Ethnic names that don't seem to match the ethnic group

Cecil once wrote about Irish names that sound Spanish, like Costello and Spain. I’m curious about this phnomenon in other ethnic groups, too - names that don’t seem to match up with the ethnic group they’re normally associated with. A few I can think of off the top of my head:

Rothschild - Ashkenazi Jewish
Martin - in New Mexico, it’s a Hispanic name
Smith - in Las Cruces, New Mexico, the vast majority of Smiths I encounterd were Hispanic
Park - Korean

Any others that you can think of?

There are a buttload of Irish Costellos.

:smack: Hey y’know Doug, sometimes people DO read Cecil’s columns before posting…

…lemme think here…I got something…unh…I know! A lot of folks in Panama have English-sounding names.

Oh yeah, and Dutch Jews sometimes have Spanish or Portuguese-sounding names, because a lot of them emigrated there during the days of the Inquisition.

My kids had a pediatrician for a while whose name was Rosario Gonzaga (or “Dr. Rosie”). She was Taiwanese.

There are lots of people from India (or whose folks were from India) who have Portuguese surnames. I assume that’s from the Portuguese colonization of Goa.

My grandmother’s name was Rosario Juandaquile. She was Filipino.

My grandfather was AA and their kids were named Estella, Clara, Rosario, Jose, Rodrigo, Kyle (after granddad), Malcolm and Marshall.

Not many 1/2 black 1/2 Filipio kids with names like that back in the 1940’s and 50’s.

You realize that transliteration can be difficult? Korean “Park” is also rendered as “Pak.” And “Lee” can come out as “Rhee.”

A lot of African Americans have Welsh names, like Jones, Evans, Williams, and Thomas.

Some of them are slave names, but all of them? I don’t know.

Maybe because of St. Martin de Porres, a black/Spanish guy from Peru?

My friend laughed at a Spanish guy being named Hector, because all she thought of was the Greek guy, but Hector’s pretty popular among Spanish folks.

And yeah, Philippino or Indian folks with Spanish names is not too unusual.

Isn’t the Spanish version of Martin simply Martin if you leave out the accent mark, which most American styles do (Martín)?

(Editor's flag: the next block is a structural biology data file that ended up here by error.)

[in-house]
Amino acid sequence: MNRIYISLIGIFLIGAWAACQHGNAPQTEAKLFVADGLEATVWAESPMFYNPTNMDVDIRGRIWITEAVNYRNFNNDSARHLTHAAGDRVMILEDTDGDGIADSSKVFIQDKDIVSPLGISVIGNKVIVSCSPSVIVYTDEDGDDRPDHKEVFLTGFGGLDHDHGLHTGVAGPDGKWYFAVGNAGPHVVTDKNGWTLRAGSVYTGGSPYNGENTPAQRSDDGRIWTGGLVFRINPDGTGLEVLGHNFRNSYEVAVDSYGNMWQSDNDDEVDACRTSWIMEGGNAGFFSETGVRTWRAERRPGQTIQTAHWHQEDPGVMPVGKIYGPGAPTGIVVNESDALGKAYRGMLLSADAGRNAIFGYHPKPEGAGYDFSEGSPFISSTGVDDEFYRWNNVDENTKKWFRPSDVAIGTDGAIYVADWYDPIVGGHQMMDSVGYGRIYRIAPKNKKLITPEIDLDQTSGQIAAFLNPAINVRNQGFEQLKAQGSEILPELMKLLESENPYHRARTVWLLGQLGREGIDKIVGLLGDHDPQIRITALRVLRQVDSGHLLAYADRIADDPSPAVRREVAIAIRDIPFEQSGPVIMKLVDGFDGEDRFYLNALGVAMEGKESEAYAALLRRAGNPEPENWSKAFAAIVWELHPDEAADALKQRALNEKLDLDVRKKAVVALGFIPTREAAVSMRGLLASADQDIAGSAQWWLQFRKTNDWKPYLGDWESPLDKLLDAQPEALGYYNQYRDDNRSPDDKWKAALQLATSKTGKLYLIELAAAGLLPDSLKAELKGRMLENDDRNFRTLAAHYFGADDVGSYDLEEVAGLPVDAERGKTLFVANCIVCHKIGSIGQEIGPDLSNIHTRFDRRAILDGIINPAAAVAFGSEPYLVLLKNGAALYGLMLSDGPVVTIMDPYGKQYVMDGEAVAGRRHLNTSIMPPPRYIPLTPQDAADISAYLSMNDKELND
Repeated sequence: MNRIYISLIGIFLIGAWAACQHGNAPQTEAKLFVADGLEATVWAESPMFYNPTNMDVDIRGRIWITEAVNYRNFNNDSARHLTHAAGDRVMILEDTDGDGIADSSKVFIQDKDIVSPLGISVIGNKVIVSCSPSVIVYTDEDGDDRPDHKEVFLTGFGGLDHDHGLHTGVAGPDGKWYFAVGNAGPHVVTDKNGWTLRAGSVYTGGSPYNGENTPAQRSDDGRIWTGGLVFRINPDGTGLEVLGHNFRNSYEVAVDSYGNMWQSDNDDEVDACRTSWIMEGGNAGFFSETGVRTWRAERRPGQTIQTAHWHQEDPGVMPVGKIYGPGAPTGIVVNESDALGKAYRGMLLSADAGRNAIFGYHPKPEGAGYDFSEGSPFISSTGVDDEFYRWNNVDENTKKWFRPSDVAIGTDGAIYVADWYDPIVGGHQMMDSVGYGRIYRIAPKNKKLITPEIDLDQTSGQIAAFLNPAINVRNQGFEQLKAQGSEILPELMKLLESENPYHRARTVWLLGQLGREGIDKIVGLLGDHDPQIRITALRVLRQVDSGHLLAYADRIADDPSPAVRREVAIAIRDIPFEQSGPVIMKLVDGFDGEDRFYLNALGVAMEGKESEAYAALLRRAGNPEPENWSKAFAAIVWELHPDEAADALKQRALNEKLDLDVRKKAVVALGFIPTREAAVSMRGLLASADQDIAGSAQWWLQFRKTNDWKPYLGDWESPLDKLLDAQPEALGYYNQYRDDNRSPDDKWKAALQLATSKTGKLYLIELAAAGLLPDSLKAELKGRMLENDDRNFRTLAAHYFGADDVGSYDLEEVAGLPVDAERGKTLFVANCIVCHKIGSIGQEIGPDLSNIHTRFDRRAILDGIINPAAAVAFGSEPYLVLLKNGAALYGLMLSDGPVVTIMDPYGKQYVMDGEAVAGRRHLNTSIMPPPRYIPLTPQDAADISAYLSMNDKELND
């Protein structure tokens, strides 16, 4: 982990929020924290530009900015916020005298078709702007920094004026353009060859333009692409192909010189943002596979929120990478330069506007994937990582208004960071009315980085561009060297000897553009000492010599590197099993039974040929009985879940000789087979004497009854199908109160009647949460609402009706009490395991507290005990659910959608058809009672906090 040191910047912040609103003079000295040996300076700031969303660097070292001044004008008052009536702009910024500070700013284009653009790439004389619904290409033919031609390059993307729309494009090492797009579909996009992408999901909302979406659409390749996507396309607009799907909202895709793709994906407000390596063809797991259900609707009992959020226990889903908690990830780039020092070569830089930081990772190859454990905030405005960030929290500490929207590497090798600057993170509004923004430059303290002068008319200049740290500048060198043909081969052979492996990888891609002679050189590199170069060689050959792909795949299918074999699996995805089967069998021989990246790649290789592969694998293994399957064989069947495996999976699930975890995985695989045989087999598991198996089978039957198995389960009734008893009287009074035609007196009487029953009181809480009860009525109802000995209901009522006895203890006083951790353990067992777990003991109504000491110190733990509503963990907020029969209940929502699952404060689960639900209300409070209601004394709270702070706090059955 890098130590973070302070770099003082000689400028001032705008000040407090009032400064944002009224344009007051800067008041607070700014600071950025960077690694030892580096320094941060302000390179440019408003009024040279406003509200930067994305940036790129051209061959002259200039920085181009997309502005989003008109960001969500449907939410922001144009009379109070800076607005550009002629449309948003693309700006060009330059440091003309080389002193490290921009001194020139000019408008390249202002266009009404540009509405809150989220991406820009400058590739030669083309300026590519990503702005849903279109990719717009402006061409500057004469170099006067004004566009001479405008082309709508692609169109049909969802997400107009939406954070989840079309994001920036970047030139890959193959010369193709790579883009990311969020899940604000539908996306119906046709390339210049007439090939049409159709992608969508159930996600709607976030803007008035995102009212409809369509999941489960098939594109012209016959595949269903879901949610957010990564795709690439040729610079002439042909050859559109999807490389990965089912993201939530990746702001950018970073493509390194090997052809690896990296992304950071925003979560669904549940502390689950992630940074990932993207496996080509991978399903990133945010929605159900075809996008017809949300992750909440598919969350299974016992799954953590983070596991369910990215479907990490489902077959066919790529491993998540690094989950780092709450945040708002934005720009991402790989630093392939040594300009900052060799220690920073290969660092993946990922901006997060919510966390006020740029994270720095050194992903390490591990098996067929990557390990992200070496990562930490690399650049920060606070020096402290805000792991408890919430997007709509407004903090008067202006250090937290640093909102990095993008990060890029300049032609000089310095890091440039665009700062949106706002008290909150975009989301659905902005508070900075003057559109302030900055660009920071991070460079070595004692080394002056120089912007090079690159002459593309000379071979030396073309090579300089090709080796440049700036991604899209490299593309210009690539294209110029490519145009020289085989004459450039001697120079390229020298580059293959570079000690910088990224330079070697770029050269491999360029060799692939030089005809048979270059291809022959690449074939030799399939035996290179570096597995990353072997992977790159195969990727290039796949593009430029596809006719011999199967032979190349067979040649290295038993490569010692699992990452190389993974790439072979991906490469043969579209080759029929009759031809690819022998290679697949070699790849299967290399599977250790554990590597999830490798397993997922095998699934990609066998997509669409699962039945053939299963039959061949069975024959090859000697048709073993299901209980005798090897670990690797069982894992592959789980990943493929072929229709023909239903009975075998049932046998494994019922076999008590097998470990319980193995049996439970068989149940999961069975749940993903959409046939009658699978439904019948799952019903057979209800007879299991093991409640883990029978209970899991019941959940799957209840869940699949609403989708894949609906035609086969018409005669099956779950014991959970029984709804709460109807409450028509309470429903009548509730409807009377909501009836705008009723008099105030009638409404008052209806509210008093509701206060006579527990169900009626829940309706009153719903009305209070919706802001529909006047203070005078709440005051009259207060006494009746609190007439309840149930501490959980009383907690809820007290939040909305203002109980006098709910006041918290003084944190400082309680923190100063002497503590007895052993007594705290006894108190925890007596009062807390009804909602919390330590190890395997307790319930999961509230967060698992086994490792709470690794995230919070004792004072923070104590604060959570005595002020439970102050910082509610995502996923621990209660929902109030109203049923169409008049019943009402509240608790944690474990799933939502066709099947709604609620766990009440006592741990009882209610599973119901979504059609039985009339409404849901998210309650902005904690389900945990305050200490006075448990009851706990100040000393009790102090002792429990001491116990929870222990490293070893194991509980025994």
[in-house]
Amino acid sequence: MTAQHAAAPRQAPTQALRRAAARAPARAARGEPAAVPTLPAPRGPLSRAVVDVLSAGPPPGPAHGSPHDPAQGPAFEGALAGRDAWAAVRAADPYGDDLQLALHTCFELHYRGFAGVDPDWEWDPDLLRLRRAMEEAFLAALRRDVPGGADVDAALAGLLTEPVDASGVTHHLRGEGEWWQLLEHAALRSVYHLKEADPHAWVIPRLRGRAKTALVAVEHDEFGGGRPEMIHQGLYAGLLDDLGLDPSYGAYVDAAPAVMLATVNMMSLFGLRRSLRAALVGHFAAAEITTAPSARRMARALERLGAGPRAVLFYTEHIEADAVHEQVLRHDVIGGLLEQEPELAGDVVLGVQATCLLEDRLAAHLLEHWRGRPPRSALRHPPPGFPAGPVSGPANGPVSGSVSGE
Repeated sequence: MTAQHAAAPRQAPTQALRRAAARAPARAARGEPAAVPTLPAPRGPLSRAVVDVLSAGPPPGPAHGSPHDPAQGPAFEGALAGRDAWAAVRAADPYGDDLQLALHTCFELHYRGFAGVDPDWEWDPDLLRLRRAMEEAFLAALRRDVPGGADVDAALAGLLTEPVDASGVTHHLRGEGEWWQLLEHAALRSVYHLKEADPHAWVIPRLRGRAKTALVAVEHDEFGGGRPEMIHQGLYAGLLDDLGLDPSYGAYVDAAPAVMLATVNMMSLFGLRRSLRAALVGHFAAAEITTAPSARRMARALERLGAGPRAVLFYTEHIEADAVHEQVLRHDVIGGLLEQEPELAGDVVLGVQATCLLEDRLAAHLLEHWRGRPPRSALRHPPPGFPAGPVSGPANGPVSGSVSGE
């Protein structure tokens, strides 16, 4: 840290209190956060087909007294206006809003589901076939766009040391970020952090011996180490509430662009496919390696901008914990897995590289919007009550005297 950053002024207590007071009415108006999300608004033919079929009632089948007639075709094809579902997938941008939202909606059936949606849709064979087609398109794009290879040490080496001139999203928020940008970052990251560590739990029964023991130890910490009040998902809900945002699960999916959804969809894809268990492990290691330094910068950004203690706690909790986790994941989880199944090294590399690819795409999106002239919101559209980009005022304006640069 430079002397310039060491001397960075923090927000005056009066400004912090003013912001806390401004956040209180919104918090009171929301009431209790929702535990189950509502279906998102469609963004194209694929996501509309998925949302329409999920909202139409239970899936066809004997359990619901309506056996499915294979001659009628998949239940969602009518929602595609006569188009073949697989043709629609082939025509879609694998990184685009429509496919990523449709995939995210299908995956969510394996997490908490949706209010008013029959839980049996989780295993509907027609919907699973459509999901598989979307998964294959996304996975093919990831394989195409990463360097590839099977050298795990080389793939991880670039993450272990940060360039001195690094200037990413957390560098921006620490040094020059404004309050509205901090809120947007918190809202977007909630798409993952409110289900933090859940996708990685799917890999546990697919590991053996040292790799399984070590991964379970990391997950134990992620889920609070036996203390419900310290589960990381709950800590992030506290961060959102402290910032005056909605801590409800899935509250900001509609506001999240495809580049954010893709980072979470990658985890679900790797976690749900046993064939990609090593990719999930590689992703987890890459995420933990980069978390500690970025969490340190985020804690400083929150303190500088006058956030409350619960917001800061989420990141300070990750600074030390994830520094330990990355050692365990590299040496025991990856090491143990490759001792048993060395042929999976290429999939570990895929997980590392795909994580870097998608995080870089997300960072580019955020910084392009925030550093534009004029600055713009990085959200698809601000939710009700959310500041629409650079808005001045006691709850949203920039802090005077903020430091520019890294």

My mother is Chinese and her name is Juan. Every other letter she gets addresses her as a man.

Certain groups of Maharashtrians have names that look really American-mostly the Konkanasths. A clear sign of being Marathi is if your last name ends in a syllable pronounced “eh”-however, this often results in names like Kane, Dane, Gore etc. We would pronounce it “Kah-nayyyy” “Dah-nayyyyy” and “Go-rayyyy” but they look like standard American last names.

I think I’ve mentioned about the devout Catholic Patrick Ohara – who was full-blooded Japanese, from Nagasaki.

It’s important to remember that Latin America is nearly as much a melting pot as Anglo-America. The founder of Chile was Bernardo O’Higgins. Heinlein told in his travel book Tramp Royale, and later made it a minor incident in one of his novels, encountering a young lady in Peru who stated her surname as “HONE-ace” – spelled J-O-N-E-S. There was a large Welsh colony in Argentina (which a few years ago was the nation with the second-largest Welsh-speaking population, after the U.K. and with numbers in the five digits), many German emigrants settled in Brazil and Paraguay, and I’m personally e-acquainted with a chemical engineer working in Brazil whose family is of Italian extraction.* Several countries you would not at first think of have Tamil minorities of significant size; I recall Trinidad and Tobago as one. Don’t forget that the Philippines were a stable Spanish colony for 300 years; I’d make a top-of-head guess that Spanish-derived names are used by about 10% of the population.

  • Amusingly, a mutual friend I met through him is called “Kike” – not the English-language vulgar insult for Jew, but KEE-kay, a nickname for his baptismal name Enrique.

Others have explained Martin and Park, I don’t know about Smith, but Rothschild comes from the German for “Red Sheild”, if I’m not mistaken.

I’ve seen it spelled “Pak” and “Paak”, but it’s usually spelled as “Park” in my experience. The R was apparently inserted by British translators, who are also responsible for the Rs in “Burma” and “Myanmar”; since British speakers don’t pronounce Rs at the ends of syllables, there’s no confusion for them. But it ends up causing Americans to mispronounce those words, since there’s no R sound in the original words nor in the British pronunciation.

And I don’t know why the OP considers it strange that it’s associated with a Jewish family. The majority of American Jews are Ashkenazi and the family names that are generally considered stereotypically Jewish here are mostly German-origin names – Fleischman, Silberberg, Goldstein, Rosenbaum, Seinfeld, Neumann, Feinblatt, Rothkopf …

I watched an entire season of Battlestar Galactica thinking that Grace Park’s name was Grace Pak. Somehow my mind just removed the R every time I saw her name in print. I was flabbergasted when I finally realized it was Park.

No mention yet of the “Liberator of Chile”, Bernardo O’Higgins? When Ifirst heard this name as a kid I assumed it was a joke.

Oh, I believe Polycarp mentioned him just a bit ago…

I’m always privately amused when names seem to have an ethnic mismatch, such as:
Consuela McCarthy
Heidi Rodriguez
Bernard Phouksounh
I suppose many are the result of marriages and many names are changed or modified in an effort to sound American or to make it easier for Americans to learn to say the names, but some of the combinations can be pretty unusual-sounding.